National Bureau of Criminal Identification

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The National Bureau of Criminal Identification (NCBI), also called the National Bureau of Identification[1] was an agency founded by the National Chiefs of Police Union in 1896, and opened in 1897, to record identifying information on criminals and share that information with law enforcement.[2][3] It was located in Chicago until 1902, at which point it was moved to Washington DC. William Pinkerton donated his agency's collection of photographs to the newfound agency.[4] NCBI initially only collected photographs and Bertillon records,[5] which limited the Bureau's effectiveness.[6][7] Its effectiveness greatly increased when it began collecting fingerprints. NCBI ceased to exist as an independent organization when it was absorbed into the Federal Bureau of Investigation in 1924.[8][9]

References[edit]

  1. ^ David C. Rapoport (2006). Terrorism: The first or anarchist wave. Taylor & Francis. pp. 398–. ISBN 978-0-415-31651-4. Retrieved 18 March 2013.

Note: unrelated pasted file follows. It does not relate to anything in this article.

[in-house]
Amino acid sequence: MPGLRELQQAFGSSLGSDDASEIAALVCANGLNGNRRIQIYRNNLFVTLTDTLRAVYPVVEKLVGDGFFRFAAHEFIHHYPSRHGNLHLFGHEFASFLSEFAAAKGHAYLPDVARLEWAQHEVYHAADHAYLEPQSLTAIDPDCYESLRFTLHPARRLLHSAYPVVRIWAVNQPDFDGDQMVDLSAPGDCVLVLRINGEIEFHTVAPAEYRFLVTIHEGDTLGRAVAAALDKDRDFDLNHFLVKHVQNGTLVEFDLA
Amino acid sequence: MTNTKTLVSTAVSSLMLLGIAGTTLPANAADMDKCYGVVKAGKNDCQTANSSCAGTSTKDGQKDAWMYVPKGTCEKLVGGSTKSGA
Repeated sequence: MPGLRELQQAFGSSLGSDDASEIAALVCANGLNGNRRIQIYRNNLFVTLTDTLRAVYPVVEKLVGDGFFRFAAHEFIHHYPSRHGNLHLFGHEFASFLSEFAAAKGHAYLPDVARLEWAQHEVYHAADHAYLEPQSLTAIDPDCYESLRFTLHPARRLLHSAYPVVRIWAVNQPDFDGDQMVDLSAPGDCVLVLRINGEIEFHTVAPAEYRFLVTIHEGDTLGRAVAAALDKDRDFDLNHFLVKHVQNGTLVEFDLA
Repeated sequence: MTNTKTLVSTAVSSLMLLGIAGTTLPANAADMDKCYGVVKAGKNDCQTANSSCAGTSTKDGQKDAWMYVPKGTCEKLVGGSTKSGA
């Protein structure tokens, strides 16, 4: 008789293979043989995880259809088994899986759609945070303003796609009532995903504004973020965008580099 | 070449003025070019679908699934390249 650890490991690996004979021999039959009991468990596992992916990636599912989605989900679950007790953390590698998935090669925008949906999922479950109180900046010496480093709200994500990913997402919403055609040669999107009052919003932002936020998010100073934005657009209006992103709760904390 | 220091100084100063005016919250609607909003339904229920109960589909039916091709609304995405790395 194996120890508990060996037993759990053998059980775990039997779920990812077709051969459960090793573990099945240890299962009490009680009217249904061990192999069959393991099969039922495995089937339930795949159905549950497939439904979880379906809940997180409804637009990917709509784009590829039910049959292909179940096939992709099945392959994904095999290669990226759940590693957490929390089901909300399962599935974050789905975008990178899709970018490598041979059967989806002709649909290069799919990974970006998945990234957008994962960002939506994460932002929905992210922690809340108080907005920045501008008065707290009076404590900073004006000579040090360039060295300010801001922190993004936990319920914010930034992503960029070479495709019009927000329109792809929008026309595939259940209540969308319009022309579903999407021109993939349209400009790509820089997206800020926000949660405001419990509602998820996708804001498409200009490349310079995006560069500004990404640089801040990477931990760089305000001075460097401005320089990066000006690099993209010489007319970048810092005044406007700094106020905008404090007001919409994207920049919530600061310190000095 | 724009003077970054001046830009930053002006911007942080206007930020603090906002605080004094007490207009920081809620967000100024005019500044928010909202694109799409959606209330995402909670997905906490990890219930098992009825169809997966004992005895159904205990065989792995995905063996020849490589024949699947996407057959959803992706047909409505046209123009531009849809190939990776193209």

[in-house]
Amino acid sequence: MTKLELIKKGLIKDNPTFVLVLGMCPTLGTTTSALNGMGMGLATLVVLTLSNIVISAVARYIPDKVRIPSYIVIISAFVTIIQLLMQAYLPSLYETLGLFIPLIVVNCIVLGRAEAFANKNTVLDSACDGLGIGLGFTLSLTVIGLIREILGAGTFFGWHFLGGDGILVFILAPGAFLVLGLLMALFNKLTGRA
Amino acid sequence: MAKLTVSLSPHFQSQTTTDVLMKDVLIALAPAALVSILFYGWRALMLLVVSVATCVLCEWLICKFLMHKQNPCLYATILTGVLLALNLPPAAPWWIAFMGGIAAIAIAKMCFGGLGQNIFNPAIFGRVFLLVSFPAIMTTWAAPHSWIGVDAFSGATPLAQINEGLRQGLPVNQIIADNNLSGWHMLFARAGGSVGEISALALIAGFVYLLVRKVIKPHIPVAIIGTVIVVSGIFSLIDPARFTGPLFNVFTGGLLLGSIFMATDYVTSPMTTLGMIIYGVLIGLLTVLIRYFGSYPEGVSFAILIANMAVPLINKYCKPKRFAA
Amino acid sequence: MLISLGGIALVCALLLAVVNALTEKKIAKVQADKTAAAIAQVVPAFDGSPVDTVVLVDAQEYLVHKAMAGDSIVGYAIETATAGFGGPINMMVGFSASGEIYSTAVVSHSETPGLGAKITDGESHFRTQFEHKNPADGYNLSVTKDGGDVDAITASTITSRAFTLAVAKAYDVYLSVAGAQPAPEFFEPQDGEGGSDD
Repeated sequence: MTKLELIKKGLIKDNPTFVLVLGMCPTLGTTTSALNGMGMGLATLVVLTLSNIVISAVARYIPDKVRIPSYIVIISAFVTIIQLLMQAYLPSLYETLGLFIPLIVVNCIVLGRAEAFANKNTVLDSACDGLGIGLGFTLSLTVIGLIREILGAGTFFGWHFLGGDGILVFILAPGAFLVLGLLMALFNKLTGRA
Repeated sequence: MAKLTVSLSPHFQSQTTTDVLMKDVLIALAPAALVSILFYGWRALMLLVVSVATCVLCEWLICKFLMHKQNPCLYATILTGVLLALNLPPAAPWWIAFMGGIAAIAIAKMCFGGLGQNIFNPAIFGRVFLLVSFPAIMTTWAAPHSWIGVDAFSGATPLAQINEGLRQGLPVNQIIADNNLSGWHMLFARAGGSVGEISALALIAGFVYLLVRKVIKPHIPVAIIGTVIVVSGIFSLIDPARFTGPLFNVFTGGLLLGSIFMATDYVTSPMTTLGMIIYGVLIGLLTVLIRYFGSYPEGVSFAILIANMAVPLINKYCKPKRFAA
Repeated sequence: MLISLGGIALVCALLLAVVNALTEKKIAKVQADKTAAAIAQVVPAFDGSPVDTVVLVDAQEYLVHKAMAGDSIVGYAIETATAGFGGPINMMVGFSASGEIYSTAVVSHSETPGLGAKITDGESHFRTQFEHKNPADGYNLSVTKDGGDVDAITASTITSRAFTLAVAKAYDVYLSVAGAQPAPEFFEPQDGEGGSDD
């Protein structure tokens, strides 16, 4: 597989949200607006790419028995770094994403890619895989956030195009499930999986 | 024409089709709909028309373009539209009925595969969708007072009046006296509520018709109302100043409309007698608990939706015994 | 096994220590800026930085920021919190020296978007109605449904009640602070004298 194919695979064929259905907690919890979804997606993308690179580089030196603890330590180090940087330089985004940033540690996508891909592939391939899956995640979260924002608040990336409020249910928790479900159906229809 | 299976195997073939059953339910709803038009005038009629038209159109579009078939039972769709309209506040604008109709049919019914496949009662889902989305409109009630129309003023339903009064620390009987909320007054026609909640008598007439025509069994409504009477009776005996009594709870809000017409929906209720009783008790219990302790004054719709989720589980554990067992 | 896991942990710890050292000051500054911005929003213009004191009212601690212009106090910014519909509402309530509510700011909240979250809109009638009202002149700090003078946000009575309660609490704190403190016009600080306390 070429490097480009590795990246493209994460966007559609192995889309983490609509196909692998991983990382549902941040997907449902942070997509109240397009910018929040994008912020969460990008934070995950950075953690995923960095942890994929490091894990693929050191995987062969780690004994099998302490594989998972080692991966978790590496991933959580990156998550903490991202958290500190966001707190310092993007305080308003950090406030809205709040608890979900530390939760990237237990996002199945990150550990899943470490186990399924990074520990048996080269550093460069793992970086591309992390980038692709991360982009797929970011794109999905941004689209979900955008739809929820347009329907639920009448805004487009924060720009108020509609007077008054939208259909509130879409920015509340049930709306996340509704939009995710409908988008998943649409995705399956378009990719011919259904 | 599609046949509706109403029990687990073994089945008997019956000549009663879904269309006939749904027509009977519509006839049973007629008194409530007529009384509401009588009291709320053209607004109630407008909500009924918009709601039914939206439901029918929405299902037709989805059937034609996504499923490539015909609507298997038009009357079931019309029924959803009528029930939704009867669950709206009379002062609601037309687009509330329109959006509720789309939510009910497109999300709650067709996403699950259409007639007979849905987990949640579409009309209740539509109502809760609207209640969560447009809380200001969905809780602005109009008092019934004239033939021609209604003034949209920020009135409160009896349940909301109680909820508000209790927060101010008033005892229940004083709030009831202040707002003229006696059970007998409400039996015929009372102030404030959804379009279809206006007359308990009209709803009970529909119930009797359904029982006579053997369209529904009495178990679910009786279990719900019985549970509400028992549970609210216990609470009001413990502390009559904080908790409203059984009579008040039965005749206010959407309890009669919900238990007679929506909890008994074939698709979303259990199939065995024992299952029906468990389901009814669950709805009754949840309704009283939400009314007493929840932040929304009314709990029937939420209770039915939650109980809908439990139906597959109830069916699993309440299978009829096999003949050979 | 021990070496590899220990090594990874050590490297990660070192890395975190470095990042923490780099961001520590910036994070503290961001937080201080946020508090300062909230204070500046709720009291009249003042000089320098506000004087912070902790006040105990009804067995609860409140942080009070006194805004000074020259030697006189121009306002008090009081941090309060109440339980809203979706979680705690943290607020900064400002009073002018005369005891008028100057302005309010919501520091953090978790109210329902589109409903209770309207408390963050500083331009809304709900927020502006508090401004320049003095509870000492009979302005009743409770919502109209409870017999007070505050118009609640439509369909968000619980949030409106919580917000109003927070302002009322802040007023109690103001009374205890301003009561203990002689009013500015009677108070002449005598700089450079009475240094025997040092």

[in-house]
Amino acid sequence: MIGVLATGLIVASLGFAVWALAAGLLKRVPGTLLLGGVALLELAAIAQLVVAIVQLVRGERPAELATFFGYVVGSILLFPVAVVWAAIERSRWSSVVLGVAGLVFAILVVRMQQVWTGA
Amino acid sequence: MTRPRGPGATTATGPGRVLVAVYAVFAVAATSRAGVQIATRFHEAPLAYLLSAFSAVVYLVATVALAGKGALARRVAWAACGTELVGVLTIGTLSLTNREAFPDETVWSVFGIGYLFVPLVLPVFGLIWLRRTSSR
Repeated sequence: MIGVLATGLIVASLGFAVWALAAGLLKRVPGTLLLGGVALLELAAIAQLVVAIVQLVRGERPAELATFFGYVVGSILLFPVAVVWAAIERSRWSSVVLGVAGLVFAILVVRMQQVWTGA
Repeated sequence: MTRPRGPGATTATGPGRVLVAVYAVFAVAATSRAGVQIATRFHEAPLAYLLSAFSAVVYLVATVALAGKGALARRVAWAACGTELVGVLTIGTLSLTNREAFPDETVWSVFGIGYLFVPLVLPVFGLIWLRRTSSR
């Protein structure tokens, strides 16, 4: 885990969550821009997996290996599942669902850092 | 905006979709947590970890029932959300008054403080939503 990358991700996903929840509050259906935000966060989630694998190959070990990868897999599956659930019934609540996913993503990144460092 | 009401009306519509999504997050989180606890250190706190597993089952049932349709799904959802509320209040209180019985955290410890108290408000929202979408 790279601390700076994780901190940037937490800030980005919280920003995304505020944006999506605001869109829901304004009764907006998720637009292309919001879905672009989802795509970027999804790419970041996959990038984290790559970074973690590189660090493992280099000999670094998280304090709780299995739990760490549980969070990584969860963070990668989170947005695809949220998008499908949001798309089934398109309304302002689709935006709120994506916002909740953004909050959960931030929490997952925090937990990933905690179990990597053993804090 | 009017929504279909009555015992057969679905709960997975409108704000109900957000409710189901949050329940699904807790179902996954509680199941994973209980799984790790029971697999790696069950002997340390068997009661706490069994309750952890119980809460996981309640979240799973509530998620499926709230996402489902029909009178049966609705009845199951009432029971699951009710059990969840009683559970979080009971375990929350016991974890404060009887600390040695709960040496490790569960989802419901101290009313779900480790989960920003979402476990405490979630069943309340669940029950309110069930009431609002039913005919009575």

2. ^ Colin Evans (12 August 2004). Murder Two: The Second Casebook of Forensic Detection. John Wiley & Sons. p. 302. ISBN 978-0-471-66699-8. Retrieved 18 March 2013. 
  3. ^ James Andrew Conser; Rebecca Paynich; Terry E. Gingerich (20 October 2011). Law Enforcement in the United States. Jones & Bartlett Publishers. p. 450. ISBN 978-0-7637-9938-0. Retrieved 18 March 2013. 
  4. ^ LeRoy Panek (1990). Probable Cause: Crime Fiction in America. Popular Press. p. 48. ISBN 978-0-87972-486-3. Retrieved 18 March 2013. 
  5. ^ Simon A. COLE; Simon A Cole (30 June 2009). Suspect Identities: A History of Fingerprinting and Criminal Identification. Harvard University Press. p. 38. ISBN 978-0-674-02968-2. Retrieved 18 March 2013. 
  6. ^ Mitchel P. Roth; James Stuart Olson (2001). Historical Dictionary of Law Enforcement. Greenwood Publishing Group. p. 277. ISBN 978-0-313-30560-3. Retrieved 18 March 2013. 
  7. ^ Jonathan Mathew Finn (4 November 2009). Capturing the Criminal Image: From Mug Shot to Surveillance Society. U of Minnesota Press. p. 37. ISBN 978-0-8166-5069-9. Retrieved 18 March 2013. 
  8. ^ Caroline Sutton (31 August 2010). How Do They Do That?. HarperCollins. p. 161. ISBN 978-0-06-201852-6. Retrieved 18 March 2013. 
  9. ^ Federal Bureau of Investigation (1 August 1975). Handbook of Forensic Science. The Minerva Group, Inc. p. 6. ISBN 978-0-89499-073-1. Retrieved 18 March 2013.